A Siberian-led international team finds 10,000 year old red 'meat' on female remains excavated from permafrost in Sakha Republic.
'It is the best preserved adult mammoth trunk ever found. Its red meat, skin and hairs are in good condition. It looks like a freshly killed animal meat'. Pictured left to right are Sergey Fedorov (Mammoth Museum, North Eastern Federal University/NEFU), Teodor Obada (Academy of Science, Moldova), Alexei Tikhonov (Zoological Museum, Russian Academy of Science, St. Petersburg), Daniel Fisher (University of Michigan), Gavril Novgorodov (Mammoth Museum, NEFU), Konstantine (Mammoth Museum, NEFU), and Semyon Grigoriev (Mammoth Museum, NEFU). Picture: Victor Makarov
The recent discovery is causing major excitement among world teams seeking to complete the genome sequencing of the extinct creature, heralding attempts to bring the woolly mammoth back to life, The Siberian Times can exclusively reveal. The trunk was examined by Russian, American, South Korean and Moldovan scientists on a recent expedition to the north of Sakha - also known as Yakutia.
'We found a perfectly preserved trunk,' said Semyon Grigoriev, head of the Mammoth Museum in Yakutsk, part of the Institute of Applied Ecology of the North at the North Eastern Federal University.
'It is the best preserved adult mammoth trunk ever found. Its red meat, skin and hairs are in good condition. It looks like a freshly killed animal meat.'
The trunk has been brought to Yakutsk, the regional capital, as scientists from South Korea, the US, Canada, Holland and elsewhere seek permission from the Russian authorities to export samples for detailed DNA analysis.
'We have many partners now, and they all want samples,' said Grigoriev.
The trunk has been brought to Yakutsk, the regional capital, as scientists from South Korea, the US, Canada, Holland and elsewhere seek permission from the Russian authorities to export samples for detailed DNA analysis. Picture: Semyon Grigoriev
The carcass was originally found in May 2013 on Malolyakhovskiy island and transported in a frozen condition to remote Kazachiy, in the north of the Sakha Republic, where it was examined by the international team.
Earlier this year, the same 10,000 year old year old mammoth remains hit the headlines around the world after a 'blood sample' preserved in the permafrost was extracted for analysis. This blood research is still going on, but the existence of the trunk only came to light on the recent August expedition when Western documentary-makers joined scientists.
The expert said that tests in Russia have so far produced 'no clear results' and the there are plans to send samples to the University of Manitoba, Aarhus University, and Lund University, as well as to South Korea for further research.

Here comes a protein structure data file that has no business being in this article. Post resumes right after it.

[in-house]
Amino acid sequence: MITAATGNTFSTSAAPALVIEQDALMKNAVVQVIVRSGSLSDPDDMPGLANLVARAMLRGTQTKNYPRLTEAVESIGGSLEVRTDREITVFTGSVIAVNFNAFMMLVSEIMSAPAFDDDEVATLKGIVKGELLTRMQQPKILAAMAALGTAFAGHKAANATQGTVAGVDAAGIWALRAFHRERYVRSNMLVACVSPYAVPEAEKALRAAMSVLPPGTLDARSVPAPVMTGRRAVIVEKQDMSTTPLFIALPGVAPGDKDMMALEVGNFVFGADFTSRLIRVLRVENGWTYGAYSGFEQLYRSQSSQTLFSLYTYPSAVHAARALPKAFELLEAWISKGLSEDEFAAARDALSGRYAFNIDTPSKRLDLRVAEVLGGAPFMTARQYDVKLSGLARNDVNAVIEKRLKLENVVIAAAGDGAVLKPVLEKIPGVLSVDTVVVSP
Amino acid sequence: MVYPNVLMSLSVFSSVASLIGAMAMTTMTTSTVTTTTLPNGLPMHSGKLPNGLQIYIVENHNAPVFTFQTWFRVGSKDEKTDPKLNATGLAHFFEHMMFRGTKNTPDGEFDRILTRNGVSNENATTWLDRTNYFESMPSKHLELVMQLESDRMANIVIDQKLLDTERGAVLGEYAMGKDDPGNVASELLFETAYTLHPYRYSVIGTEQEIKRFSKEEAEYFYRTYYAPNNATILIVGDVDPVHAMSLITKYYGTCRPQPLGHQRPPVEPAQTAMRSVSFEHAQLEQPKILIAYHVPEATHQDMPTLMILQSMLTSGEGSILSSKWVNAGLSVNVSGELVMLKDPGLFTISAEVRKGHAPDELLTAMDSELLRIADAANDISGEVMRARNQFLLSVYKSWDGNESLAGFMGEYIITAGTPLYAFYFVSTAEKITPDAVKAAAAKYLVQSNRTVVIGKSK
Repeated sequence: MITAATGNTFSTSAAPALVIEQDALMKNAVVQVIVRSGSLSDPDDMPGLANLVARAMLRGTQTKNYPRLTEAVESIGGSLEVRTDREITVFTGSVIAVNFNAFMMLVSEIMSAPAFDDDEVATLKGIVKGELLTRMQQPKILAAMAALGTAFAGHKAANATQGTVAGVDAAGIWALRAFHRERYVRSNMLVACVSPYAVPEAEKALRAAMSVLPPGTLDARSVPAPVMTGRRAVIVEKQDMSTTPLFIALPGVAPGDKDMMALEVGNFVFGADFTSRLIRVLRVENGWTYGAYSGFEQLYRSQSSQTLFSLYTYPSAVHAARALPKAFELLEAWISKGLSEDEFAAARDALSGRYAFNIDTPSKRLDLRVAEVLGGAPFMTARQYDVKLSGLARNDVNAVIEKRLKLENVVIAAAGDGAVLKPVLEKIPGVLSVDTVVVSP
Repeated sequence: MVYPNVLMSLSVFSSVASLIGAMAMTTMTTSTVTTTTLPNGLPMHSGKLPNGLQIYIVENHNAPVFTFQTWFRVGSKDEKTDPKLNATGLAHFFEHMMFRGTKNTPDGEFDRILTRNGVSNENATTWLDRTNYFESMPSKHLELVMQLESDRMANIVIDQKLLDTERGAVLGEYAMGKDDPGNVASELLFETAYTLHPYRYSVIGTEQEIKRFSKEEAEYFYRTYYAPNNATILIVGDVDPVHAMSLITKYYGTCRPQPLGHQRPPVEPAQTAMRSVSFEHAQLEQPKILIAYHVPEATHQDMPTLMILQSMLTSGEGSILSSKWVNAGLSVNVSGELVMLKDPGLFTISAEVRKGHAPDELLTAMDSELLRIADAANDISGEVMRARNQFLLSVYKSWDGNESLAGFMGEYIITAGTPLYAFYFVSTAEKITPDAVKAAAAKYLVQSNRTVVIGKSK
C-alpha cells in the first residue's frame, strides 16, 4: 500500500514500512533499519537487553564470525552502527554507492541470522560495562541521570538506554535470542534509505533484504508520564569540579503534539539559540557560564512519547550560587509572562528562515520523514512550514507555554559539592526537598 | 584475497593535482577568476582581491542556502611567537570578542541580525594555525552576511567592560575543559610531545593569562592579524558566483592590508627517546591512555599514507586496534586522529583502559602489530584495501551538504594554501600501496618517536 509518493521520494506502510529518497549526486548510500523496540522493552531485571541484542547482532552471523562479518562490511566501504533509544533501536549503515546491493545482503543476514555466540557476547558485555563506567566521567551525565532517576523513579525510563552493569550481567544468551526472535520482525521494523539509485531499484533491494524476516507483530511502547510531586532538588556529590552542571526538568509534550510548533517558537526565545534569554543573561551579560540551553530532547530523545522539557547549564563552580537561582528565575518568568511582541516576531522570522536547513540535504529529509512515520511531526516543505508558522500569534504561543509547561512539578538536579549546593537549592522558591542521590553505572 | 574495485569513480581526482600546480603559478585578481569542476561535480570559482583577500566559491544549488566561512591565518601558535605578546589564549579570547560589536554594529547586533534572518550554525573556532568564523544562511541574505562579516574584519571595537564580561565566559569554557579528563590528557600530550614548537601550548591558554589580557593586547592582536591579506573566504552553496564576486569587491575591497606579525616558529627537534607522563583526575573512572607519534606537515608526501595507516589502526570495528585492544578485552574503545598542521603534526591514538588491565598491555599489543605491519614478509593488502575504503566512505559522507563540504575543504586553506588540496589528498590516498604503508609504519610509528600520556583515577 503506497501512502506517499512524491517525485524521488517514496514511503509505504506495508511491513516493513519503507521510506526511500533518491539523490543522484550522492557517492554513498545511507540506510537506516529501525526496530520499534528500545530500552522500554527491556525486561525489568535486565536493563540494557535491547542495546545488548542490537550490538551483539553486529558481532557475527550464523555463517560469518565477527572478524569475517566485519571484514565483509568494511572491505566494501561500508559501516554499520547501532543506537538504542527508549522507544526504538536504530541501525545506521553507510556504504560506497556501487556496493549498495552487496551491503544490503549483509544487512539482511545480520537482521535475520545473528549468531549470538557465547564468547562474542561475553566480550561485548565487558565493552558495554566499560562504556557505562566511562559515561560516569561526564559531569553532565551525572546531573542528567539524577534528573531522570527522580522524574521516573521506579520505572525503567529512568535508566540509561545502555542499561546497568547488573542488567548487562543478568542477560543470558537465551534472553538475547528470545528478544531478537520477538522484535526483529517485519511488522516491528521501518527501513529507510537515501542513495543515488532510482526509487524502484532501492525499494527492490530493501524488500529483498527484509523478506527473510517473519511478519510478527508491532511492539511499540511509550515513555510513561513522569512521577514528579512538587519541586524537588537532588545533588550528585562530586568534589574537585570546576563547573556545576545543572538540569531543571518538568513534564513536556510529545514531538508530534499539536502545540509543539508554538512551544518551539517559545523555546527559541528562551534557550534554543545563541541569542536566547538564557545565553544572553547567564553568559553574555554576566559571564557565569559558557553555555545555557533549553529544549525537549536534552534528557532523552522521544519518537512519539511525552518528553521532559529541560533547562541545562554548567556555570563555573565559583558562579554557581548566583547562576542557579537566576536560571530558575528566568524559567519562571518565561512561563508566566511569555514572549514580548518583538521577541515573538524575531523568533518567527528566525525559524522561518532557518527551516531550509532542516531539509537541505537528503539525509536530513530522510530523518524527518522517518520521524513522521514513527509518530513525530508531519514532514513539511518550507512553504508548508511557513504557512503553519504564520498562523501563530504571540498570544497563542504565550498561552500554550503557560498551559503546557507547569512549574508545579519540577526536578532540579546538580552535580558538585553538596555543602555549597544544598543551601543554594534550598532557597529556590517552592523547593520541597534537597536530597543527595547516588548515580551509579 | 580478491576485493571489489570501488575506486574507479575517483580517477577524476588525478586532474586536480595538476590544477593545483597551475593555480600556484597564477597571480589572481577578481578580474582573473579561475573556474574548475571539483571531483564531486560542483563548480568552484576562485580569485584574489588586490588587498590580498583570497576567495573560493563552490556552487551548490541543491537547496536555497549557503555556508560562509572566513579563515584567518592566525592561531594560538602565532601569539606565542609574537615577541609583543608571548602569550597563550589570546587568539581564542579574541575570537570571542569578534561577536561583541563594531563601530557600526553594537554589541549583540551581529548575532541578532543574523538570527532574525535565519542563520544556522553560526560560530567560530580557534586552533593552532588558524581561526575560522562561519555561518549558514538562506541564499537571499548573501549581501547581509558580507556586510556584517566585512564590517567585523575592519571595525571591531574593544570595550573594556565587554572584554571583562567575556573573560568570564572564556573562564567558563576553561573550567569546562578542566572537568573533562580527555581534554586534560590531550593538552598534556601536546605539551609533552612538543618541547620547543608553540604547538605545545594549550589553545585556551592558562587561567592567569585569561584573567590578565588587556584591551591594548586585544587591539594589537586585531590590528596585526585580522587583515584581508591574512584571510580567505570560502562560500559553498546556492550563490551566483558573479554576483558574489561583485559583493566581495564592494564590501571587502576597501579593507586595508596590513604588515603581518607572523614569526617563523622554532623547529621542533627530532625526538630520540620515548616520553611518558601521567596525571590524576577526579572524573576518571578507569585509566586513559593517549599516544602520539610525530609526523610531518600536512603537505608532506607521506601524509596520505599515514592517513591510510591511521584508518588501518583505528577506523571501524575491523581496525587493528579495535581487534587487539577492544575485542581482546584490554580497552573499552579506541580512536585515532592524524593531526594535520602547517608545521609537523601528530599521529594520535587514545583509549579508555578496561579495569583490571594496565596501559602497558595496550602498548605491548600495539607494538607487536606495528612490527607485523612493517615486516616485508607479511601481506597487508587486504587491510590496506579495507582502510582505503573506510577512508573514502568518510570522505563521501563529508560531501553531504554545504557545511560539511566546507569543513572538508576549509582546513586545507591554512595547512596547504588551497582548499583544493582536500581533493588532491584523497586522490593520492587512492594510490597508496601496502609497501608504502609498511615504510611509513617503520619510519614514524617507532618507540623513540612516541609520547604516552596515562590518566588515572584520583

'We took it out of the icehouse and it just laid outdoors,' said Dr Grigoriev, explaining the moment when the experts had the chance to scrutinise the mammoth remains for the first time.
'For three days, it didn't fully melt, but we didn't need this. It was important to save some part of the biological material frozen inside. The trunk was detached from the beginning. It melted faster.
'We thawed it for one day, but not completely, of course. We cleaned it and froze it again. The trunk is the most valuable part of the remains at the moment.
'We understood this when we saw the red soft tissues inside. It looked like the meat of a freshly killed animal. It is red and we can see the muscle.
'It smells like not very fresh meat. Sometimes the corpse remains of ancient animals are so decomposed that the smell is unbearable. It all depends on the preservation, here it was better and the smell was not so strong.'
'Of course, we hope to find so called 'living cell' in the samples. That means we can get the least damaged DNA and first of all - nuclear DNA'. Picture: Semyon Grigoriev
Earlier there were suspicions that marks on the beast indicated it had been killed by man. Subject to further tests, the current theory is that the woolly mammoth died perhaps from drowning after becoming mired in an ice hole or frozen swamp, or possibly from illness.
Grigoriev described the 'excitement, the feeling of discovery, when every minute, every hour, brings something new' as the scientists examined the frozen remains.
He explained: 'Everybody is talking about about cloning, but we should understand that it is a very complicated task. Of course, we hope to find so called 'living cell' in the samples. That means we can get the least damaged DNA and first of all - nuclear DNA. But this is only a midway point.
'The next question is how to use an elephant in the cloning process. The evolutionary path of the mammoth and the elephant diverged a long time ago. So even if we could get a 'living cell' we need to have a special method of cloning. The Koreans are working on getting the clones from different species, but, you see, it is not so fast.
'If we do not get 'living cell', we will have a longer route. Then we should create artificial DNA. It could take 50 or 60 years.
'Apart from cloning, these samples will give us an opportunity to completely decode the DNA of the mammoth, and we will be able to decipher the nuclear DNA, which stores a lot of information.